Tuesday, November 3, 2009

Reform Conservatives Get a Failing Grade From Auditor General

The auditor general today released her report card on our current government and gave it a failing grade. Of important note is how ill equipped they were to handle a crisis, like a pandemic; and we are seeing now what that incompetence is doing.

And rather than take responsibility for their mishandling of the H1N1 preparedness, they are trying to blame everything on the provinces.

However, that is simply not true. This fell right into the lap of Peter Van Loan, our not so much a safety minister as a Gestapo guard.

This is what happens, when as Political Scientist professor and author, Brooke Jeffrey warned, Ignorant Gladiators take control of a government. A recipe for disaster.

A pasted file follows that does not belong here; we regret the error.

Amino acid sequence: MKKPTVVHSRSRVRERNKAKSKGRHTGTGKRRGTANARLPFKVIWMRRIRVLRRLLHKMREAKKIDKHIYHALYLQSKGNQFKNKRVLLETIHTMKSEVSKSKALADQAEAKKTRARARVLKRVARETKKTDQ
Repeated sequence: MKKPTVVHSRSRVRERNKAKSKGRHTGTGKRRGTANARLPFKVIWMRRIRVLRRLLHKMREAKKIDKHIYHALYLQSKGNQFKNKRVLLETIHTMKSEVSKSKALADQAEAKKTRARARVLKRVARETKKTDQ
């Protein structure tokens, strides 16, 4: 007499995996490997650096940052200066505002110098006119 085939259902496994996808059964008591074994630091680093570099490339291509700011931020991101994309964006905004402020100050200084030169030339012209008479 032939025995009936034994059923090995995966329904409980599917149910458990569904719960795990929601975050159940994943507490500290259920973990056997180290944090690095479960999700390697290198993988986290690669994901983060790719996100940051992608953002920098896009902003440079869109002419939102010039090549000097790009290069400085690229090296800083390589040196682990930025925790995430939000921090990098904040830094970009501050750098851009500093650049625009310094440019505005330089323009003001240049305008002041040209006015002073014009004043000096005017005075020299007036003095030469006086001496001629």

Opposition joins AG in criticizing government's pandemic planning
By Janice Tibbetts and David Akin,
Canwest News Service
November 3, 2009

OTTAWA — The federal department charged with disaster planning is itself a disaster when it comes to preparing for emergencies as varied as the swine flu pandemic, floods and terrorist attacks, says Auditor General Sheila Fraser.

"We found that Public Safety Canada has not exercised the leadership necessary to co-ordinate emergency management activities," Fraser concluded in her latest report, tabled in the House of Commons on Tuesday.

Her department did not study the current H1N1 crisis, but Fraser believes that had Public Safety Canada put pandemic management plans in place, there would have been less confusion.

"Certainly an approved plan would have clearly indicated what the role was for Public Safety Canada, what the roles of the other departments and the federal government would be, and would also have brought in the co-ordination with the provinces, municipalities and territories," Fraser told reporters.